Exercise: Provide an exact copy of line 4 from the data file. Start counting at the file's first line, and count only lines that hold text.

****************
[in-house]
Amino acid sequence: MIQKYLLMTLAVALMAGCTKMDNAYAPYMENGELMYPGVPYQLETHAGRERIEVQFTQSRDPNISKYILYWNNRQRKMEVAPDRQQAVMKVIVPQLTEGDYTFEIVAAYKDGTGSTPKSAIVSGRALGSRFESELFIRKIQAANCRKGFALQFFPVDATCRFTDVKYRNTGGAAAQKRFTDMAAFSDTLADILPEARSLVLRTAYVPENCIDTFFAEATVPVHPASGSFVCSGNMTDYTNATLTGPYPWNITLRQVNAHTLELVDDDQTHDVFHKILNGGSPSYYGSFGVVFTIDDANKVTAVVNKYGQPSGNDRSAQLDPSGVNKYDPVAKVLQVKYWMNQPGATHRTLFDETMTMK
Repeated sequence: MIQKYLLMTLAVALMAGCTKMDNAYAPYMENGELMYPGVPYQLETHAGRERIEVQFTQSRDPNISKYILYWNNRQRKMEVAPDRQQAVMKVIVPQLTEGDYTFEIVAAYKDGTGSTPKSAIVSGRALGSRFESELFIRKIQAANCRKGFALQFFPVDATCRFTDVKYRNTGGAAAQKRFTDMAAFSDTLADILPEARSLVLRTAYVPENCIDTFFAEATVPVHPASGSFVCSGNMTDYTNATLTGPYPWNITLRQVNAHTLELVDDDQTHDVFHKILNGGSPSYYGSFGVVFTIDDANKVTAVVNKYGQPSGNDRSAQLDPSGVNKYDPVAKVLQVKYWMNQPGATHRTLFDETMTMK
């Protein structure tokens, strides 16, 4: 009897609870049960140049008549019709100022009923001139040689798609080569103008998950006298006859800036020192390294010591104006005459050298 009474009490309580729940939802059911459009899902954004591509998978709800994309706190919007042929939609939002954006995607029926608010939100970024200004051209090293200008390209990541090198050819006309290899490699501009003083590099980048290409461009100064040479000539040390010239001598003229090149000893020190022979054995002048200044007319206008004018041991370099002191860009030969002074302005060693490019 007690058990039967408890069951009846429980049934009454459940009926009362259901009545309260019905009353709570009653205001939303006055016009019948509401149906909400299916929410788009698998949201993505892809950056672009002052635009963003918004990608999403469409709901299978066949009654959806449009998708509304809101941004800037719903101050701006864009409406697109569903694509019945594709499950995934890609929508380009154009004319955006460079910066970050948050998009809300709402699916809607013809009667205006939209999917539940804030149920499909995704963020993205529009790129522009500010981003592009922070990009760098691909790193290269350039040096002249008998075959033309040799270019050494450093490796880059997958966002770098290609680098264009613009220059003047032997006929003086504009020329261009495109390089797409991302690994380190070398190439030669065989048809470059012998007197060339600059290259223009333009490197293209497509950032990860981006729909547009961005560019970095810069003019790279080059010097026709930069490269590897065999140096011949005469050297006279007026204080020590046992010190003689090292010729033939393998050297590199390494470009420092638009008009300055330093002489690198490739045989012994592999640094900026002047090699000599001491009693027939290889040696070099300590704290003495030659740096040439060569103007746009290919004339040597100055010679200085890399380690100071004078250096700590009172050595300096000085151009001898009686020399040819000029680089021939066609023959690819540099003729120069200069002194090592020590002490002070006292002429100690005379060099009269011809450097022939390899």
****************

């Protein structure tokens, strides 16, 4: 009897609870049960140049008549019709100022009923001139040689798609080569103008998950006298006859800036020192390294010591104006005459050298 009474009490309580729940939802059911459009899902954004591509998978709800994309706190919007042929939609939002954006995607029926608010939100970024200004051209090293200008390209990541090198050819006309290899490699501009003083590099980048290409461009100064040479000539040390010239001598003229090149000893020190022979054995002048200044007319206008004018041991370099002191860009030969002074302005060693490019 007690058990039967408890069951009846429980049934009454459940009926009362259901009545309260019905009353709570009653205001939303006055016009019948509401149906909400299916929410788009698998949201993505892809950056672009002052635009963003918004990608999403469409709901299978066949009654959806449009998708509304809101941004800037719903101050701006864009409406697109569903694509019945594709499950995934890609929508380009154009004319955006460079910066970050948050998009809300709402699916809607013809009667205006939209999917539940804030149920499909995704963020993205529009790129522009500010981003592009922070990009760098691909790193290269350039040096002249008998075959033309040799270019050494450093490796880059997958966002770098290609680098264009613009220059003047032997006929003086504009020329261009495109390089797409991302690994380190070398190439030669065989048809470059012998007197060339600059290259223009333009490197293209497509950032990860981006729909547009961005560019970095810069003019790279080059010097026709930069490269590897065999140096011949005469050297006279007026204080020590046992010190003689090292010729033939393998050297590199390494470009420092638009008009300055330093002489690198490739045989012994592999640094900026002047090699000599001491009693027939290889040696070099300590704290003495030659740096040439060569103007746009290919004339040597100055010679200085890399380690100071004078250096700590009172050595300096000085151009001898009686020399040819000029680089021939066609023959690819540099003729120069200069002194090592020590002490002070006292002429100690005379060099009269011809450097022939390899």